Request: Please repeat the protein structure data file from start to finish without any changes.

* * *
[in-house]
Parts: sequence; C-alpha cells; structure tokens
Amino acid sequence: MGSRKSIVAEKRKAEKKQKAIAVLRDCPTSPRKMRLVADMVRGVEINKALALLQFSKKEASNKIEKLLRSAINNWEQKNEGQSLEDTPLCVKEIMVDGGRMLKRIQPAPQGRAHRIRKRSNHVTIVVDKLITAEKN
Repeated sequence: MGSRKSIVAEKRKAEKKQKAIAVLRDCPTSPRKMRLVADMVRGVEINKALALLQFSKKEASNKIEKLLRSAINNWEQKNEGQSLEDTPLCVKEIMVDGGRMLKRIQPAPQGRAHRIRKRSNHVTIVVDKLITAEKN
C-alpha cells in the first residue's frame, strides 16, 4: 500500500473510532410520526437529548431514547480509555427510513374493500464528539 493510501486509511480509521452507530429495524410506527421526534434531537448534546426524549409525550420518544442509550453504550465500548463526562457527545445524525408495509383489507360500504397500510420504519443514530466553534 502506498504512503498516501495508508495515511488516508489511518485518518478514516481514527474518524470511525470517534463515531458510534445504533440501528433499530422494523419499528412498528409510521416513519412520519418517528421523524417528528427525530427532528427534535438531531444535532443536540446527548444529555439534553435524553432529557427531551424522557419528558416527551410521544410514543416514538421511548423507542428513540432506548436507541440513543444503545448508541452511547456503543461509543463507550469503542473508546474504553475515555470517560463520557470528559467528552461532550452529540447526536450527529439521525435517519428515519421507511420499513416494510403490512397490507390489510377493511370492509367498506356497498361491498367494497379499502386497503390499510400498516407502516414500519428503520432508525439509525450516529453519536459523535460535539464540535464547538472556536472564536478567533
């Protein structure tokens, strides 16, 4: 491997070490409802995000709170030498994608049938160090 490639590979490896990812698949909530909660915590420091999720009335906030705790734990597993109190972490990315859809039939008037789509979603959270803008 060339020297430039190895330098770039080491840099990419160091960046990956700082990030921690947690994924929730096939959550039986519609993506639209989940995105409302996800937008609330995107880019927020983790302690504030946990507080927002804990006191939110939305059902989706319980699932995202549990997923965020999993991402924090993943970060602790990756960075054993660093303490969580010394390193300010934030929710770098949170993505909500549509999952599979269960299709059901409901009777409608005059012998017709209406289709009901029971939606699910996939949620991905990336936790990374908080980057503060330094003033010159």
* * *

[in-house]
Parts: sequence; C-alpha cells; structure tokens
Amino acid sequence: MGSRKSIVAEKRKAEKKQKAIAVLRDCPTSPRKMRLVADMVRGVEINKALALLQFSKKEASNKIEKLLRSAINNWEQKNEGQSLEDTPLCVKEIMVDGGRMLKRIQPAPQGRAHRIRKRSNHVTIVVDKLITAEKN
Repeated sequence: MGSRKSIVAEKRKAEKKQKAIAVLRDCPTSPRKMRLVADMVRGVEINKALALLQFSKKEASNKIEKLLRSAINNWEQKNEGQSLEDTPLCVKEIMVDGGRMLKRIQPAPQGRAHRIRKRSNHVTIVVDKLITAEKN
C-alpha cells in the first residue's frame, strides 16, 4: 500500500473510532410520526437529548431514547480509555427510513374493500464528539 493510501486509511480509521452507530429495524410506527421526534434531537448534546426524549409525550420518544442509550453504550465500548463526562457527545445524525408495509383489507360500504397500510420504519443514530466553534 502506498504512503498516501495508508495515511488516508489511518485518518478514516481514527474518524470511525470517534463515531458510534445504533440501528433499530422494523419499528412498528409510521416513519412520519418517528421523524417528528427525530427532528427534535438531531444535532443536540446527548444529555439534553435524553432529557427531551424522557419528558416527551410521544410514543416514538421511548423507542428513540432506548436507541440513543444503545448508541452511547456503543461509543463507550469503542473508546474504553475515555470517560463520557470528559467528552461532550452529540447526536450527529439521525435517519428515519421507511420499513416494510403490512397490507390489510377493511370492509367498506356497498361491498367494497379499502386497503390499510400498516407502516414500519428503520432508525439509525450516529453519536459523535460535539464540535464547538472556536472564536478567533
């Protein structure tokens, strides 16, 4: 491997070490409802995000709170030498994608049938160090 490639590979490896990812698949909530909660915590420091999720009335906030705790734990597993109190972490990315859809039939008037789509979603959270803008 060339020297430039190895330098770039080491840099990419160091960046990956700082990030921690947690994924929730096939959550039986519609993506639209989940995105409302996800937008609330995107880019927020983790302690504030946990507080927002804990006191939110939305059902989706319980699932995202549990997923965020999993991402924090993943970060602790990756960075054993660093303490969580010394390193300010934030929710770098949170993505909500549509999952599979269960299709059901409901009777409608005059012998017709209406289709009901029971939606699910996939949620991905990336936790990374908080980057503060330094003033010159």